If you happen to be living in a cave, on some deserted island, or deep at the center of the earth, I kinda envy you. Your remote digs mean you've most likely missed the increasingly angry and politicized rhetoric surrounding President Obama's efforts to reform our health-care system.

I'm here to assert that one of the most vilified planks of the Obama administration's platform -- the proposed public health care option -- may actually do the greatest good for our free-market economy.

But ... but that's socialism!
Before you start Photoshopping my head onto pictures of Josef Stalin, take a deep breath. I'm not arguing for a state-run, single-payer monopoly on health care. Neither is the president, for that matter.

Though Obama has spoken favorably of a single-payer system in the past, no part of the plan currently under discussion asserts that Uncle Sam should be your only choice for health care. Instead, the Obama plan proposes that anyone who wants to should have the option -- just the option -- to sign up for a government-run plan instead of a private insurer.

That's no different from the U.S. Postal Service, which must compete with UPS (NYSE:UPS), or the government-subsidized Amtrak rail service, which vies with airlines such as Southwest Airlines (NYSE:LUV), bus lines, and your very own automobile for your travel dollars. (Note that in both those cases, the private businesses are often doing better than their public rivals.)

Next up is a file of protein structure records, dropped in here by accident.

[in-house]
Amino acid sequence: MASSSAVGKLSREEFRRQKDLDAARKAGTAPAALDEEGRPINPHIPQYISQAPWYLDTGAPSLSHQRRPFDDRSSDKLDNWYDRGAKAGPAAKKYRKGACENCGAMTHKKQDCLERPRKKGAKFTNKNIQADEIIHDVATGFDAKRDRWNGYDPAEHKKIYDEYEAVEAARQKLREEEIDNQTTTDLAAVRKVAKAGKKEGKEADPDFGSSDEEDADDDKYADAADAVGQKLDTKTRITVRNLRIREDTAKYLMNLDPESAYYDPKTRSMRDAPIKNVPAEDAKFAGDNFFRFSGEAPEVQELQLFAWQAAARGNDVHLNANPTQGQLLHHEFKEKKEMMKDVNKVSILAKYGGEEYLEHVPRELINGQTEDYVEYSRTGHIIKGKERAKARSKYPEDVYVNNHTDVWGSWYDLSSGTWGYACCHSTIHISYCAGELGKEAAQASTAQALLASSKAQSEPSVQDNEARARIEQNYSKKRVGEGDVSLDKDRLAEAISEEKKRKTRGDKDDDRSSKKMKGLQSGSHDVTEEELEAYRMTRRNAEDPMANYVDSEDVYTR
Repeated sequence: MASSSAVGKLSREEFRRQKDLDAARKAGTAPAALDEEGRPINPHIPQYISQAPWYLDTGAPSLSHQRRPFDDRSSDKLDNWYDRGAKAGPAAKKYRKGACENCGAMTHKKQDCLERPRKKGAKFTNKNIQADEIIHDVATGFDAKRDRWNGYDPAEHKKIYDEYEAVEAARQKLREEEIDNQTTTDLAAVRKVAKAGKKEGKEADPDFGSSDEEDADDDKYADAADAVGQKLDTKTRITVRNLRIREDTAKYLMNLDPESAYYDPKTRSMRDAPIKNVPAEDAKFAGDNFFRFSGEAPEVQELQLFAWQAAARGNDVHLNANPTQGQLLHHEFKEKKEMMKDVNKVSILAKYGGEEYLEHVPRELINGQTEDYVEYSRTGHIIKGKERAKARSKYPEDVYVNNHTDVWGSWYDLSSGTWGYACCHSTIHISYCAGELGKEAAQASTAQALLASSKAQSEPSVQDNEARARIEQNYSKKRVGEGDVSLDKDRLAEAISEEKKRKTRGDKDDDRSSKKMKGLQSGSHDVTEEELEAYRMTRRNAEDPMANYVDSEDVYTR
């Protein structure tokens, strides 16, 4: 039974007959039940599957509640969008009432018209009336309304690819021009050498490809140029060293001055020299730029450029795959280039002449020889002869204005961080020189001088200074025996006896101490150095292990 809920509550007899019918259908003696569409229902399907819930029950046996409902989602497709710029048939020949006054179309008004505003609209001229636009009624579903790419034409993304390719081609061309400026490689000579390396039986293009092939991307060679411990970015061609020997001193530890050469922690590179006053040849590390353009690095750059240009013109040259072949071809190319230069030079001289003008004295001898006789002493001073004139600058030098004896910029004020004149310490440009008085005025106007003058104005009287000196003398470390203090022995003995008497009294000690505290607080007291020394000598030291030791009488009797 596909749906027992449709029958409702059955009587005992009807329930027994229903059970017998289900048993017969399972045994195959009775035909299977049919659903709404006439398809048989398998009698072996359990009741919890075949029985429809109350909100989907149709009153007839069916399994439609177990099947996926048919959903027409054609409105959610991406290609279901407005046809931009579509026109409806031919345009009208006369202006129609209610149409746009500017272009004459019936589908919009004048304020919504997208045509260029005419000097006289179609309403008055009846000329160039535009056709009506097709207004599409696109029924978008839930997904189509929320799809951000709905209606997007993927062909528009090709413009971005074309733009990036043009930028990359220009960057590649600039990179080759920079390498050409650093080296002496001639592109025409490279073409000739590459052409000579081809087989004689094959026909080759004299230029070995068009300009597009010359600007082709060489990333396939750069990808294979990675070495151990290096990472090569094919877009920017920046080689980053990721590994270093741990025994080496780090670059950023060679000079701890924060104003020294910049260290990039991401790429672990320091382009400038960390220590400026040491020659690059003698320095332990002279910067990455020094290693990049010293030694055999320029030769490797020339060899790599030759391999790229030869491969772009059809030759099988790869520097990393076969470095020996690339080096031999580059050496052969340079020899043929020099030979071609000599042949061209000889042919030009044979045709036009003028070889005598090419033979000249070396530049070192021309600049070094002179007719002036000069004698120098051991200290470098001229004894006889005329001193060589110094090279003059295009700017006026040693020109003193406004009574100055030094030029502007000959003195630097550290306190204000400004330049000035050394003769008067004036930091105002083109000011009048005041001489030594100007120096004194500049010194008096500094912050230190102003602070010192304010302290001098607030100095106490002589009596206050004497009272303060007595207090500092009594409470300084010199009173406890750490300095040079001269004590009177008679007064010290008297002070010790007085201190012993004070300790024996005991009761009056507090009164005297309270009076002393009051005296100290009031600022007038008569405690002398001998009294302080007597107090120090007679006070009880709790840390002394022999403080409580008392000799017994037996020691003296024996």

And before you conjure nightmares of a public plan's endless lines and bureaucracy, remember that government-run Medicare has been doing a respectable job of treating our senior citizens for decades. I personally grew up receiving excellent health care from the government as the son of a U.S. Air Force officer.

The mere threat of having to compete against an organization that might be less expensive and more efficient has private health insurers absolutely terrified. That's the dirty little secret of capitalism: Some established, successful companies hate competition.

Doctor, doctor, gimme the news
A decade ago, the major record labels were fat and happy, making piles of cash off CD sales. They could use their massive marketing muscle to push manufactured bands onto the airwaves and into listeners' ears. If you had to buy a whole subpar album just to get the few songs you really wanted, well, too bad.

Then Internet file-sharing rolled into town. I'm not arguing that piracy's right, but digitally available tunes did become a real competitor to the established music business. Rather than adapt to consumers' changing tastes by going digital themselves -- which would have meant surrendering their fat margins, and some of their control over what people listened to -- the record labels panicked. They started suing file-sharers, driving their own customers away. In short, the record labels weren't meeting customers' demand; they were trying to dictate what they thought customers should demand, and actively ignoring what the free market really wanted. Does that sound like capitalism to you?